• The minutes property
  • The seconds property
  • The milliseconds property

In fact, the Date class gives you a number of ways to get each of these values. For example, you can get the month value of a Date object in four different ways:

  • The month property
  • The getMonth() method
  • The monthUTC property
  • The getMonthUTC() method

All four ways are essentially equivalent in terms of efficiency, so you can use whichever approach suits your application best.

The properties just listed all represent components of the total date value. For example, the milliseconds property will never be greater than 999, since when it reaches 1000 the seconds value increases by 1 and the milliseconds property resets to 0.

If you want to get the value of the Date object in terms of milliseconds since January 1, 1970 (UTC), you can use the getTime() method. Its counterpart, the setTime() method, lets you change the value of an existing Date object using milliseconds since January 1, 1970 (UTC).

Performing date and time arithmetic

You can perform addition and subtraction on dates and times with the Date class. Date values are kept internally in terms of milliseconds, so you should convert other values to milliseconds before adding them to or subtracting them from Date objects.

If your application will perform a lot of date and time arithmetic, you might find it useful to create constants that hold common time unit values in terms of milliseconds, like the following:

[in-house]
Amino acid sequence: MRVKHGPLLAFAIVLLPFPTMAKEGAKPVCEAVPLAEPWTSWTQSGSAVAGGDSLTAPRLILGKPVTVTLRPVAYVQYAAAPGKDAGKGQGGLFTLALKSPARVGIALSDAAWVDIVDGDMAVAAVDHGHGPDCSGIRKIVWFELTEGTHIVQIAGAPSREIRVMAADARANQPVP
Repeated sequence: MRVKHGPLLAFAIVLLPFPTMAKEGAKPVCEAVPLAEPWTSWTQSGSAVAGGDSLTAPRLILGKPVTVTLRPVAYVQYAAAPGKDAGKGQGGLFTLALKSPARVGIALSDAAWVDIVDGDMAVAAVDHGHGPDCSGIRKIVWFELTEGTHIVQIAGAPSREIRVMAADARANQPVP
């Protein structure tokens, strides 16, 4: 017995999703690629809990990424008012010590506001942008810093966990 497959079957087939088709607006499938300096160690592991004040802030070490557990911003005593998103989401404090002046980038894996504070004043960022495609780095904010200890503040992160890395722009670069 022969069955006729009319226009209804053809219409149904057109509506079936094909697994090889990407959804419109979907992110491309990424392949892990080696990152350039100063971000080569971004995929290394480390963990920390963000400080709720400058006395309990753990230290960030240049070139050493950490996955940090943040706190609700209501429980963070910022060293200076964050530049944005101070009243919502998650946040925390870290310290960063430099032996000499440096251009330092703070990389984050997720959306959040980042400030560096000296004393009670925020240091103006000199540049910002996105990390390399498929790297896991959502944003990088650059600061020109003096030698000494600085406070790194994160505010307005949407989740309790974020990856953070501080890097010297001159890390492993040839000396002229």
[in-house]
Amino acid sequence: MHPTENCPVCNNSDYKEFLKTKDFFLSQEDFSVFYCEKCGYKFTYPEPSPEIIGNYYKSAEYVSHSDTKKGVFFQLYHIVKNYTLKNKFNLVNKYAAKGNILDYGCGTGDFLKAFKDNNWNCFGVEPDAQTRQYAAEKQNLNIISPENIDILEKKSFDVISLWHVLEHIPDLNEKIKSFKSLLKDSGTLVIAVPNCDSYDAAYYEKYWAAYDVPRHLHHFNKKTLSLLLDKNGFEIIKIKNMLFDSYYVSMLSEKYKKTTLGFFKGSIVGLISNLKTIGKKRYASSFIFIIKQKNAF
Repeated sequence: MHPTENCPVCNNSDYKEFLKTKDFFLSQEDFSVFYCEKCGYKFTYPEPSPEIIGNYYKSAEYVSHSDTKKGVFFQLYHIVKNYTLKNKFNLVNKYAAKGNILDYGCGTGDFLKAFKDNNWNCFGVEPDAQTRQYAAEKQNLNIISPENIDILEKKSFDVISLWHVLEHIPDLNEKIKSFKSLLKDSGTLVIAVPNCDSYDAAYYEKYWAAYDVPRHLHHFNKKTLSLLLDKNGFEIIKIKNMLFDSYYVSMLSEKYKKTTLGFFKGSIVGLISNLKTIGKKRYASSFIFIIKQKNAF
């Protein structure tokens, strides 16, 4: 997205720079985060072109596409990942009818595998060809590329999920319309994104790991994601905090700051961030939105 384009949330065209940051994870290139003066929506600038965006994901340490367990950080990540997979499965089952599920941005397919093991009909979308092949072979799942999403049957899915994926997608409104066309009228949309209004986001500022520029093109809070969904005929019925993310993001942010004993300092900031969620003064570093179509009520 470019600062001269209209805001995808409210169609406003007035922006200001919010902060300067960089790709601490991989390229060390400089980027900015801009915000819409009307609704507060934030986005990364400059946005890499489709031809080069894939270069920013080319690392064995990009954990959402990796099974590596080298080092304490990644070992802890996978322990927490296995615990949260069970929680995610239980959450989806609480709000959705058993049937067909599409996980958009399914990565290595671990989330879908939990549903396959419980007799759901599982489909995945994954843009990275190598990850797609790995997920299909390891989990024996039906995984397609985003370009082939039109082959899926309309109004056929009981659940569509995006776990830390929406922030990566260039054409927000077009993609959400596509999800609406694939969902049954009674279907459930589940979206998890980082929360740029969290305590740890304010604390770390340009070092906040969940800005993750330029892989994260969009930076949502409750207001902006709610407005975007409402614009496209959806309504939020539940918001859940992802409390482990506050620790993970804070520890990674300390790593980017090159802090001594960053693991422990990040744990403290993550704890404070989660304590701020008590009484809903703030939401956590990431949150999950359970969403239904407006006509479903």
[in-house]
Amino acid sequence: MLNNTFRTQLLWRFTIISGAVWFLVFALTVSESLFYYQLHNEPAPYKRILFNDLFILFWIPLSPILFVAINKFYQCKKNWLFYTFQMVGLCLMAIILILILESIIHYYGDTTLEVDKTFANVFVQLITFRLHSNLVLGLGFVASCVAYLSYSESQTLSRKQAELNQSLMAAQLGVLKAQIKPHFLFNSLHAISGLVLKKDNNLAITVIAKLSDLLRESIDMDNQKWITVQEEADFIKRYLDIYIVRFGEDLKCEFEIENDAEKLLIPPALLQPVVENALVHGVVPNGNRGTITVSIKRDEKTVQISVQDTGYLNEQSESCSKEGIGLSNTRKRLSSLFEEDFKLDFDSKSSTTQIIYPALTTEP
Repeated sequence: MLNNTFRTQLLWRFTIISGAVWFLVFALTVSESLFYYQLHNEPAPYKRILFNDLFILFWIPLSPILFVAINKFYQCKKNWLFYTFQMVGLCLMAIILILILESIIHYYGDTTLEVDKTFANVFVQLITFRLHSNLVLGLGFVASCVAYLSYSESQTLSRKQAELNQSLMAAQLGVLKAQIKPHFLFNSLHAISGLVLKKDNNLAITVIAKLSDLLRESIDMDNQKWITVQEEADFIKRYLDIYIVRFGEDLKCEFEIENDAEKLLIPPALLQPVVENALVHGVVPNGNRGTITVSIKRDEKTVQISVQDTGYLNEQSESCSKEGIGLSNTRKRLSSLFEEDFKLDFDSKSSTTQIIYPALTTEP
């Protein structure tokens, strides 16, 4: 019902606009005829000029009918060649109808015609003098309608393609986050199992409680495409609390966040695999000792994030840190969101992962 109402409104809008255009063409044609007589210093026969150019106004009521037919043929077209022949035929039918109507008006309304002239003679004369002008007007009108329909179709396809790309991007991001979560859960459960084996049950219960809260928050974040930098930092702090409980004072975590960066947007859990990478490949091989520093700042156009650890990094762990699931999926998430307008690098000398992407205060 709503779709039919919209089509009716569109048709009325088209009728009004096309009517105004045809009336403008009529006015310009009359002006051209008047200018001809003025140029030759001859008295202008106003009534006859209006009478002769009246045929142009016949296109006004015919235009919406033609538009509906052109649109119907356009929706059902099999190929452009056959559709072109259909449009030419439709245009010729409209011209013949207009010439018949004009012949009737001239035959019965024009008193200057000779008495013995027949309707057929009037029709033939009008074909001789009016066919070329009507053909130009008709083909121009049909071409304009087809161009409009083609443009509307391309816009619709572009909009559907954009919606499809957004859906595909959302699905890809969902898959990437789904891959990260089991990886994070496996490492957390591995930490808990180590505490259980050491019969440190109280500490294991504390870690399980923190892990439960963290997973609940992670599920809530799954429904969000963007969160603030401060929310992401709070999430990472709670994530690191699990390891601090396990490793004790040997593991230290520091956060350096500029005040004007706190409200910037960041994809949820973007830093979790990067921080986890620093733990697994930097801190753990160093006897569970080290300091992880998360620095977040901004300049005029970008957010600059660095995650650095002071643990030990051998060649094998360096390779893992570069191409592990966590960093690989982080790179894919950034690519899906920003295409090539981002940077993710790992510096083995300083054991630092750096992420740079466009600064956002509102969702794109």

public static const millisecondsPerMinute:int = 1000 * 60;
public static const millisecondsPerHour:int = 1000 * 60 * 60;
public static const millisecondsPerDay:int = 1000 * 60 * 60 * 24;

Now it is easy to perform date arithmetic using standard time units. The following code sets a date value to one hour from the current time using the getTime() and setTime() methods:

var oneHourFromNow:Date = new Date();
oneHourFromNow.setTime(oneHourFromNow.getTime() + millisecondsPerHour);

Another way to set a date value is to create a new Date object using a single milliseconds parameter. For example, the following code adds 30 days to one date to calculate another:

// sets the invoice date to today's date
var invoiceDate:Date = new Date();

// adds 30 days to get the due date
var dueDate:Date = new Date(invoiceDate.getTime() + (30 * millisecondsPerDay));

Next, the millisecondsPerDay constant is multiplied by 30 to represent 30 days' time and the result is added to the invoiceDate value and used to set the dueDate value.

Converting between time zones

Date and time arithmetic comes in handy when you want to convert dates from one time zone to another. So does the getTimezoneOffset() method, which returns the value in minutes by which the Date object's time zone differs from UTC. It returns a value in minutes because not all time zones are set to even-hour increments--some have half-hour offsets from neighboring zones.

The following example uses the time zone offset to convert a date from local time to UTC. It does the conversion by first calculating the time zone value in milliseconds and then adjusting the Date value by that amount:

// creates a Date in local time
var nextDay:Date = new Date("Mon May 1 2006 11:30:00 AM");

// converts the Date to UTC by adding or subtracting the time zone offset
var offsetMilliseconds:Number = nextDay.getTimezoneOffset() * 60 * 1000;
nextDay.setTime(nextDay.getTime() + offsetMilliseconds);